Deferred Revenue for SaaS: An Intro
A Gentle Intro
Software subscriptions are the bread and butter of every SaaS business. However, most SaaS companies I have spoken with incorrectly record their most important revenue source.
If you do this, I don’t blame you. Oftentimes, your accounting is outsourced to a bookkeeper or accountant. They will put together your financial statements, but will conduct the accounting on a cash or quasi-cash basis
When your bookkeeper records that one-year subscription for $12,000, for example, they record the entire revenue amount in a single month rather than spreading it over twelve months. Perhaps they are unfamiliar with SaaS accounting?
Either way, as a SaaS founder, you must understand the concept of deferred revenue. More importantly, it will become challenging to manage the financial performance of your business without proper revenue recognition. As you grow, more and more scrutiny around your month revenue will happen, so it is important to get it right at the start.
In fact, all private companies, regardless of their size, are now required to comply with ASC 606 – that’s the abbreviation of accounting regulations around this fun topic. So, when banks, investors, and others look at your financial statements, they will be expecting them to be prepared accurately according to the regulations. If you ignore them, the mistakes may end up costing you big time down the road.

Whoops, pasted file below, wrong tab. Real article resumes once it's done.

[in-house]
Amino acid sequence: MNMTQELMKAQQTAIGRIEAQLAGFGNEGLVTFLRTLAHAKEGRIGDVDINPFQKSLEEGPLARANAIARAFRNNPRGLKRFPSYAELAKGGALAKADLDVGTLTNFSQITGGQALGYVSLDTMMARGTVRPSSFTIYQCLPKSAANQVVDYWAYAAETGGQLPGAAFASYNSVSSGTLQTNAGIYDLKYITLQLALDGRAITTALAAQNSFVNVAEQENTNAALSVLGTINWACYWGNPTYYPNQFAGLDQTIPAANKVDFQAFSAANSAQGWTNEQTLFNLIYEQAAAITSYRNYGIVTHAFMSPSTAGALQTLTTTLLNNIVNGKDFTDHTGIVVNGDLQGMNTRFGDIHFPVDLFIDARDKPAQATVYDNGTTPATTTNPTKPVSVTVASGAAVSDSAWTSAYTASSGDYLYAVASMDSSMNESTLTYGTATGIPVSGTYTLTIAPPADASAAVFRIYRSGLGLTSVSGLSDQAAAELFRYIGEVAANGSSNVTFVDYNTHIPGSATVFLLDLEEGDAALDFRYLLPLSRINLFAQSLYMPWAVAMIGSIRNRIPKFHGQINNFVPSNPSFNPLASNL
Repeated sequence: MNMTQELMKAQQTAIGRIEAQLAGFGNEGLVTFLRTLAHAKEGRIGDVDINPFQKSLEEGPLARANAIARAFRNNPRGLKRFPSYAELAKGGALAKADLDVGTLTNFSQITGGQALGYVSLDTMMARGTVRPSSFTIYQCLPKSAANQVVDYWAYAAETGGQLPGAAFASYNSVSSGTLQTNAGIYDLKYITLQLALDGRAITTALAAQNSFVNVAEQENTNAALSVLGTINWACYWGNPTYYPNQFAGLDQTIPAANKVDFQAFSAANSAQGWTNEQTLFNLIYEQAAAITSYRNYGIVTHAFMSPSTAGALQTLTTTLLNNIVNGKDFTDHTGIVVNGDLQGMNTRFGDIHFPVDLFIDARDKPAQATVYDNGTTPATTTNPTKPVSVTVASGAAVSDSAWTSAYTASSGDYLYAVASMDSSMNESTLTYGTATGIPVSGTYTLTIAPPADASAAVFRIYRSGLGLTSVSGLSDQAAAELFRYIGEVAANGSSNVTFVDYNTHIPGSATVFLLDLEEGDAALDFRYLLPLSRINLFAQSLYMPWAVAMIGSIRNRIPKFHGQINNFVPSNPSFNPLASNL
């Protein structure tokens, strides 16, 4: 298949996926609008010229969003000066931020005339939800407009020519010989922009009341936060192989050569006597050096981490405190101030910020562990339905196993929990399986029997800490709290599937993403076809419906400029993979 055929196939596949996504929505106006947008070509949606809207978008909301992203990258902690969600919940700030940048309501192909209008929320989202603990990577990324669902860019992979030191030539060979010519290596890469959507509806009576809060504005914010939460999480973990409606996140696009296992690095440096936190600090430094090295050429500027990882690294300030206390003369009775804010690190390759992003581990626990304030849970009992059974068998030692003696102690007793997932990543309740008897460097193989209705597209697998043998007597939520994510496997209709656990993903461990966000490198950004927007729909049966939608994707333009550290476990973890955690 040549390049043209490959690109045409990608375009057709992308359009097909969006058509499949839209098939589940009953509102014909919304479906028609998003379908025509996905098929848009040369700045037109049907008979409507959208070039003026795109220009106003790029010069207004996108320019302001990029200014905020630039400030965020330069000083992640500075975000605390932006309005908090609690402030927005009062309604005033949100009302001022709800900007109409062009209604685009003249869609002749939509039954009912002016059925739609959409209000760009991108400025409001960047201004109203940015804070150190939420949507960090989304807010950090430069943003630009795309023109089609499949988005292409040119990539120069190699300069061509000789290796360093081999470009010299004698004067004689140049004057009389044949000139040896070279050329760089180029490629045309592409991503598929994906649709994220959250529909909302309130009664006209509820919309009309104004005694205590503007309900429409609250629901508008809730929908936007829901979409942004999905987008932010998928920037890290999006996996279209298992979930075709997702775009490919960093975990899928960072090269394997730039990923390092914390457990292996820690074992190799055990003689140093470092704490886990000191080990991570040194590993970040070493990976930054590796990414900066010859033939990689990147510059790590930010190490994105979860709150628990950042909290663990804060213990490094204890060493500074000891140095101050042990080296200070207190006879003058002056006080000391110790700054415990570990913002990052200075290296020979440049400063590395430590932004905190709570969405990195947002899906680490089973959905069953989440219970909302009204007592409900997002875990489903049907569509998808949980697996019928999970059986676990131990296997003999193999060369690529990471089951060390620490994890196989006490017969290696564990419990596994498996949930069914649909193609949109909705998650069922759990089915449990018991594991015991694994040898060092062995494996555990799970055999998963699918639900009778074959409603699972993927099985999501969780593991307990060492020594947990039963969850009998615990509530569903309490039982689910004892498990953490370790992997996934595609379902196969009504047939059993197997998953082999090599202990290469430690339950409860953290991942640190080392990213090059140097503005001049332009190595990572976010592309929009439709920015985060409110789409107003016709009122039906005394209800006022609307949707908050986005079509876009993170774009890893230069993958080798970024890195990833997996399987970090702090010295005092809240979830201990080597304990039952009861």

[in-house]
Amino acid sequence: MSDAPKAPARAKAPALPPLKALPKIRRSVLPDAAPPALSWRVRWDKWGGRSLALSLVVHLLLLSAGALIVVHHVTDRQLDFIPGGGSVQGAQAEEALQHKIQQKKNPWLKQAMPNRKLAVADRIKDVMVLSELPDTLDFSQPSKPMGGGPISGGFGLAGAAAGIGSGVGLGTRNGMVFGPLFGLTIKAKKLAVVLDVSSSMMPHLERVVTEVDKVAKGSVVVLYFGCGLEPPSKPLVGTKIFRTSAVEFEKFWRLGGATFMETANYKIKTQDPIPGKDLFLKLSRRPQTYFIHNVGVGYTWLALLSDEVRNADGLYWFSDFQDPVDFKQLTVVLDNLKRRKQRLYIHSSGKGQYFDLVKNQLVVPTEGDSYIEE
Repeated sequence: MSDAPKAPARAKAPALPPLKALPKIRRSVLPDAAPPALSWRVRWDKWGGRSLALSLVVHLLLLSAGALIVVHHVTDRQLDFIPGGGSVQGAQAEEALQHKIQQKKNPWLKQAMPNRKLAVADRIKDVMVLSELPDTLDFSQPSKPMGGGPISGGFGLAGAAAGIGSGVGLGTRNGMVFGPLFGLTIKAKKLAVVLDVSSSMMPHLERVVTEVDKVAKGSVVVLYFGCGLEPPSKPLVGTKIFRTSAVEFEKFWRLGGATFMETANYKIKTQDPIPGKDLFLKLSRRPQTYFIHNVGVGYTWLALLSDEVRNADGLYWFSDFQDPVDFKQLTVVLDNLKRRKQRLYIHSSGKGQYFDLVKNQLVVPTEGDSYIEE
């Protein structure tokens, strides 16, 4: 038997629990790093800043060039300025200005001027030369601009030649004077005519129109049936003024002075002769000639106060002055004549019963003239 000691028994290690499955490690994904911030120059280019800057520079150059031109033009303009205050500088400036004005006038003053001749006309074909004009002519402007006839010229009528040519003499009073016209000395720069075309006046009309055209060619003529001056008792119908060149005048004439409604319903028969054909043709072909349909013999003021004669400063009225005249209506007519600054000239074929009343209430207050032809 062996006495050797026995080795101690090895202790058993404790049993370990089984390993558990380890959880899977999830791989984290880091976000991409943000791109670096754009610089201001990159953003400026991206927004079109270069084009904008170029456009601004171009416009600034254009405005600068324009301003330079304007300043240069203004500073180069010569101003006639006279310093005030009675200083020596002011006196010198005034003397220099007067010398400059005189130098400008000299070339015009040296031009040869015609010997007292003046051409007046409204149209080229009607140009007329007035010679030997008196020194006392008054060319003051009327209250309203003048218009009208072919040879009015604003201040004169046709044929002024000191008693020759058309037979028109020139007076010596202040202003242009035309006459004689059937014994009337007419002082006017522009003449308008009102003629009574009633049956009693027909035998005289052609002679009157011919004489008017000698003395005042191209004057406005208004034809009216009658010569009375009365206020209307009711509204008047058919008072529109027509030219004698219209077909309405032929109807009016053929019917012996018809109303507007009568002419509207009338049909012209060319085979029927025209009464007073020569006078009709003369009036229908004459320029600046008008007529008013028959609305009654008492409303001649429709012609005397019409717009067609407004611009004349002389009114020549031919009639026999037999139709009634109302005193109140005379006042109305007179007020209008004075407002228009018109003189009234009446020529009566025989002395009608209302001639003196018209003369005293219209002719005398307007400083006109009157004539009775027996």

What Is Deferred Revenue?
Revenue in accrual accounting is rooted in the matching principle. When you invoice a company for a one-year subscription, you have not earned that revenue yet. You earn it over the life of the subscription. Therefore, you must “park” the revenue on the balance sheet, usually in an account called “Deferred [or unearned] Revenue”.
Let’s say you sell one widget to a customer. Customer gets a widget, you get money and record the sale. Very simple and easy.
Why does it have to be parked as a liability? This is because you still owe your customer the service you sold them for the entire year, since you collected it upfront. Understanding this and SaaS and other metrics is very important in knowing the overall health of your business.
Why Is Deferred Revenue Important for SaaS Businesses?
There are several important reasons for deferring revenue and spreading it out over the subscription term. First, you have no clue about the financial performance of your SaaS business when in one month you have $100K of subscription revenue and the next month you only have $30K.
Most SaaS metrics take recurring revenue into account, such as customer lifetime value (CLV) or the CAC payback period. Using a good subscription management solution to manage your recurring revenue is essential for any modern SaaS business.
How are you handling deferred revenue? Are you still on cash basis accounting? Please share your comments or questions below.